And here we thought the divorce rate was going down. After all, we’ve read that the number of divorces in recent years has been stabilizing and declining. But it’s important to take these statistics with a grain of salt. Many young people choose to cohabit rather than tie the knot. Increasingly, lower-income households opt for the cohabitation path as well. The net result: fewer marriages, fewer divorces, and seemingly fewer opportunities for ministry.
Even as divorce rates have declined for some demographics, they have exploded for those over the age of fifty—baby boomers who fall into the so-called “gray divorce” demographic.
Startling new research is showing that the divorce rate for baby boomers is 50 percent higher than the rest of our culture. Both the New York Times and the Wall Street Journal, as well as other publications, have done major stories on this trend.
To help you understand this trend and its impact on churches, I’ve compiled the following information from my book Gray Divorce Crisis: 10 Ways Your Church Can Respond to the Baby Boomer Divorce Epidemic.
What is gray divorce?
- A recent cultural trend of baby boomers (those born between 1946 and 1964) who are getting divorced, frequently after long-term marriages of twenty-five years or more.
- Al and Tipper Gore are one example. Shortly after celebrating their fortieth wedding anniversary in 2010, the couple publicly announced their divorce, taking their friends (and the nation as a whole) by surprise.
- Gray divorce has upended the notion that seemingly committed, long-term marriages are safe from divorce.
Who is getting gray divorces?
- Gray divorce applies to those who are over the age of fifty.
- Since 1990 the divorce rate has doubled for people age fifty and older (while declining for the population as a whole). By 2030 it is projected to rise by one-third to 828,380.1
- Boomers in their fifties and sixties comprise the vast majority of these divorces. In 2010, just over a half million people between the ages of fifty and sixty-four got divorced, versus around 113,310 persons over the age of sixty-five.2
Who is impacted by gray divorce?
- The couple: After a divorce, former spouses often deal with the loss of financial security, retirement income, health insurance, family and church support, friends, a home, and possibly even a beloved pet. There are also health implications, chance of depression, heightened stress, and increased chance of harmful behaviors.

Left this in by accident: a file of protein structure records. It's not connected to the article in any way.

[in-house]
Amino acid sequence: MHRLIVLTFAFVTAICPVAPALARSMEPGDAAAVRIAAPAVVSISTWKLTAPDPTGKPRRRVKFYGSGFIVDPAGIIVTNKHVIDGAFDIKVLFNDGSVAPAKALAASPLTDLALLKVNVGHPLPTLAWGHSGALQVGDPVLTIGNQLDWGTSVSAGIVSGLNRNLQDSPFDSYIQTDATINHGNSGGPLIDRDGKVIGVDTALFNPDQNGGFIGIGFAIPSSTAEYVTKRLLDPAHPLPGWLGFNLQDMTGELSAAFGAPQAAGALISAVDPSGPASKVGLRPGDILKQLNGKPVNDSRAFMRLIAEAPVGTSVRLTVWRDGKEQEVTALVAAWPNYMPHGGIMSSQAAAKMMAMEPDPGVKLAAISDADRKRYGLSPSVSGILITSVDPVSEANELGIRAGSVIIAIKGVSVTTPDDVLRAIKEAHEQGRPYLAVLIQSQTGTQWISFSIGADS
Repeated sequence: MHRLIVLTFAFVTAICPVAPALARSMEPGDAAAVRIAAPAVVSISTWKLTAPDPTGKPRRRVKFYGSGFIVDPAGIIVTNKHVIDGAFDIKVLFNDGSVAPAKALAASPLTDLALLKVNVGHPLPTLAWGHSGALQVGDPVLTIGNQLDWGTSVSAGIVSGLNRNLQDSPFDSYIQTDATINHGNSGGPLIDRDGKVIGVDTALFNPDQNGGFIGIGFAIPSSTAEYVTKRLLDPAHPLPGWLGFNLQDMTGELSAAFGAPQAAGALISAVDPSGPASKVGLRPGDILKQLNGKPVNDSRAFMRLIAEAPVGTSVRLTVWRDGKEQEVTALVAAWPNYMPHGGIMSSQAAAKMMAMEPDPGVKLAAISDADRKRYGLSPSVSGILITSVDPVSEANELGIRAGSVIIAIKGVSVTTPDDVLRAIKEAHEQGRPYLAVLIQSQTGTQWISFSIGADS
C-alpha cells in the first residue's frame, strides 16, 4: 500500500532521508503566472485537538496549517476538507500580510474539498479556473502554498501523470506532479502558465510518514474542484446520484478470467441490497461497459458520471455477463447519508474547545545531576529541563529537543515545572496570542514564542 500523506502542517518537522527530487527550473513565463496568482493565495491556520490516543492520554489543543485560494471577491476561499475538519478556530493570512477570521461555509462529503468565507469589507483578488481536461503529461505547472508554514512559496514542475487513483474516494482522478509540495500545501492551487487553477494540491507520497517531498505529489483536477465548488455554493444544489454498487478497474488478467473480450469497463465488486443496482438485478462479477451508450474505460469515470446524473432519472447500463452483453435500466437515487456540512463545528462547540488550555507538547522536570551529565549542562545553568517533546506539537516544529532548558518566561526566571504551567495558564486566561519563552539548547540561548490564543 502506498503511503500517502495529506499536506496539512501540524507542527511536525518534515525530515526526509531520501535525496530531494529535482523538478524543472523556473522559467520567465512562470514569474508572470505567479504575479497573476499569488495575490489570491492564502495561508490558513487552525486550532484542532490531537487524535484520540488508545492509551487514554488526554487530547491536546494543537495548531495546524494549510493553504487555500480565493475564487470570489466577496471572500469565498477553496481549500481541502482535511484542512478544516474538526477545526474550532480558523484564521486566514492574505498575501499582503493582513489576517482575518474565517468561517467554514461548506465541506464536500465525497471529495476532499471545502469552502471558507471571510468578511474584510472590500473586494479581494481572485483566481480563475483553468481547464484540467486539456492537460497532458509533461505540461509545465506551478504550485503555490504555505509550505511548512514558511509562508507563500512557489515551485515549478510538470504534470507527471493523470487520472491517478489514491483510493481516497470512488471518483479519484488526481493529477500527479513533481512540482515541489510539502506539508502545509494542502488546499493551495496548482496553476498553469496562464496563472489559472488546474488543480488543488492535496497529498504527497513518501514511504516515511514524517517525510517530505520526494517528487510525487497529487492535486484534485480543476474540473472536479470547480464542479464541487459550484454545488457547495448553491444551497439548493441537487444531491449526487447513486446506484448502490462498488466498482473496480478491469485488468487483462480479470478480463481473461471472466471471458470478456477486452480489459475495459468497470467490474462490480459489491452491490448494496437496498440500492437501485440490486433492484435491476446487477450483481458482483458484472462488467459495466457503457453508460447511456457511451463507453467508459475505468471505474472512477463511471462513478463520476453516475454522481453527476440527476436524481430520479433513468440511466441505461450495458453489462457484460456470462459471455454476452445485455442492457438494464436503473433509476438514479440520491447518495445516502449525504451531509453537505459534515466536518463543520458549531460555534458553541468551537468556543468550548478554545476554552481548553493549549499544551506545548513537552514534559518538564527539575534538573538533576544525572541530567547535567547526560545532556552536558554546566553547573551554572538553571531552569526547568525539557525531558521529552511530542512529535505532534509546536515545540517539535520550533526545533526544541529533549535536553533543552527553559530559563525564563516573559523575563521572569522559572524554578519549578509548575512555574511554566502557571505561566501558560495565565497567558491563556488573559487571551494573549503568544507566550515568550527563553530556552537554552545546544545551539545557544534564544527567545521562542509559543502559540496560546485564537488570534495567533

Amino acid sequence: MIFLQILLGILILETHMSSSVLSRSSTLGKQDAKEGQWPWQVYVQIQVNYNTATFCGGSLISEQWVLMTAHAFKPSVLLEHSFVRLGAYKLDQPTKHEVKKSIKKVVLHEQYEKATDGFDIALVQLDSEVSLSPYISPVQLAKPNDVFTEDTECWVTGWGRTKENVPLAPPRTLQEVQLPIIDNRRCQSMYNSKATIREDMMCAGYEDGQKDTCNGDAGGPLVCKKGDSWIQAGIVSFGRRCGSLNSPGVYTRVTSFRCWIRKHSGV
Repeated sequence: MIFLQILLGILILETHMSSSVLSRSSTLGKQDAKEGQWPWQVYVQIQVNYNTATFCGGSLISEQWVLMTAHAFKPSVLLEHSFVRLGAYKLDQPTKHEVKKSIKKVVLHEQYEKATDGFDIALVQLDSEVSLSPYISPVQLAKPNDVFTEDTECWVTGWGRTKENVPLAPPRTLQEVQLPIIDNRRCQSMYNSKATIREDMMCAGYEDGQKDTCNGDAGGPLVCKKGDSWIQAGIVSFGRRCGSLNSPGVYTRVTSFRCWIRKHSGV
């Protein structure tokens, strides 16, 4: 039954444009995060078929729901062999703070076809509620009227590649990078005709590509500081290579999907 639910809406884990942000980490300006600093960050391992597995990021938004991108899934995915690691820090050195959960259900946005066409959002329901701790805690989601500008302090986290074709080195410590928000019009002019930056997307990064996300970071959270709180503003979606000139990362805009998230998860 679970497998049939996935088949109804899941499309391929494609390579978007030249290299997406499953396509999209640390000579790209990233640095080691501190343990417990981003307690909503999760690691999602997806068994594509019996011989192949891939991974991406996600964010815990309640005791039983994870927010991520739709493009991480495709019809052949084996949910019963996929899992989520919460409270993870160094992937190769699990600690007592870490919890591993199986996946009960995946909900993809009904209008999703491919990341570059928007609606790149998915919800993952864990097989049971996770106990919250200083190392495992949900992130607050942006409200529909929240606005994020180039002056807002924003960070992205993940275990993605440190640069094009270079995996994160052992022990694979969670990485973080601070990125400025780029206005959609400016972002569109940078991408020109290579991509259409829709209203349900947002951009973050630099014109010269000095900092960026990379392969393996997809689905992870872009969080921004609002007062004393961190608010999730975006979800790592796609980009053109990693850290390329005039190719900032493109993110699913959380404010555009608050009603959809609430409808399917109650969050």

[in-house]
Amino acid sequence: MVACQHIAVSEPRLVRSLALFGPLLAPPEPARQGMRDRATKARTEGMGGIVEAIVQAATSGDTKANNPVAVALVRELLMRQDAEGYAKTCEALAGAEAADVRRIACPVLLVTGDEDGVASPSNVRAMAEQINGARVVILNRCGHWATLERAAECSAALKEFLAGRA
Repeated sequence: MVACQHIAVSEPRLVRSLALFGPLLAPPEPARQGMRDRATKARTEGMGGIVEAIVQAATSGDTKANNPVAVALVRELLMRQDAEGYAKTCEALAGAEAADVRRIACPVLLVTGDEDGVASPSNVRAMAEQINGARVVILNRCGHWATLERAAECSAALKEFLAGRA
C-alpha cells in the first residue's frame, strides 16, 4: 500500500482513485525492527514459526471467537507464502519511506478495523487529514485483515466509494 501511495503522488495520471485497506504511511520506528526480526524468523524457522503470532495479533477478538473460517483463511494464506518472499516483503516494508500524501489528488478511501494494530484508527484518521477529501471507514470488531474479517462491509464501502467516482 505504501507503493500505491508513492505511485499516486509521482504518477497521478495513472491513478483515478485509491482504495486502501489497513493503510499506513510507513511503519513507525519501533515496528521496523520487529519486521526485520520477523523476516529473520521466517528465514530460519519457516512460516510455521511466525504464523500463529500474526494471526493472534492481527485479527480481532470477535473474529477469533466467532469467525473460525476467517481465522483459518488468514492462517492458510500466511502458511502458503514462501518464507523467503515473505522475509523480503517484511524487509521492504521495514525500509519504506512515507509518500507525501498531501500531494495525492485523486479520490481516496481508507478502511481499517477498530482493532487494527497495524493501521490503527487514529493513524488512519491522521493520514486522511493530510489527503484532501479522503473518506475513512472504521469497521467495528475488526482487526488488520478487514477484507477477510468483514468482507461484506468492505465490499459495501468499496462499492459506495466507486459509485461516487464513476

- Grown children: Grown children must come to terms with the end of their parents’ relationship; it can impact views of their own marriage and their perspective on their childhood.
- Churches: Often when there is a divorce, one or both individuals leave their church. This means loss of seasoned leaders and crucial financial support.
What factors contribute to gray divorce?
- Empty nest syndrome
- Pressures of retirement
- Increased life expectancy
- Unresolved conflict left to fester for decades
- A tragic (or major) life event
- Continued cultural acceptance of divorce
- More economic independence and opportunity for women
- A transient and mobile society
How it’s impacting churches
- Loss of seasoned church leaders as one spouse leaves
- Loss of knowledge, experience, and expertise as a person that age leaves
- Disillusioned spouses left behind; shaken faith
- Emotional aftermath, extending to spouses, adult children, grandchildren, parents/in-laws, and long-term friends
- Decrease in consistent financial support—boomers in peak earning years either leave or now have the monetary stresses of divorce
What can churches do about it?
- Educate your church about the gray divorce crisis
- Use the tragedy of gray divorce as an evangelism tool
- Encourage mediation and reconciliation
- Offer healthy solutions for loneliness, depression, and anger
- Provide financial resources and knowledge
- Launch a DivorceCare ministry
To read more about this phenomenon and what your church can do, download the free ebook Gray Divorce Crisis: 10 Ways Your Church Can Respond to the Baby Boomer Divorce Epidemic.
Looking for a proven divorce-recovery program your church can offer? Consider DivorceCare.
- Susan L. Brown and I-Fen Lin, “The Gray Divorce Revolution: Rising Divorce Among Middle-aged and Older Adults, 1990–2010,” National Center for Family & Marriage Research Working Paper Series WP-13-03, March 2013. https://www.bgsu.edu/content/dam/BGSU/college-of-arts-and-sciences/NCFMR/documents/Lin/The-Gray-Divorce.pdf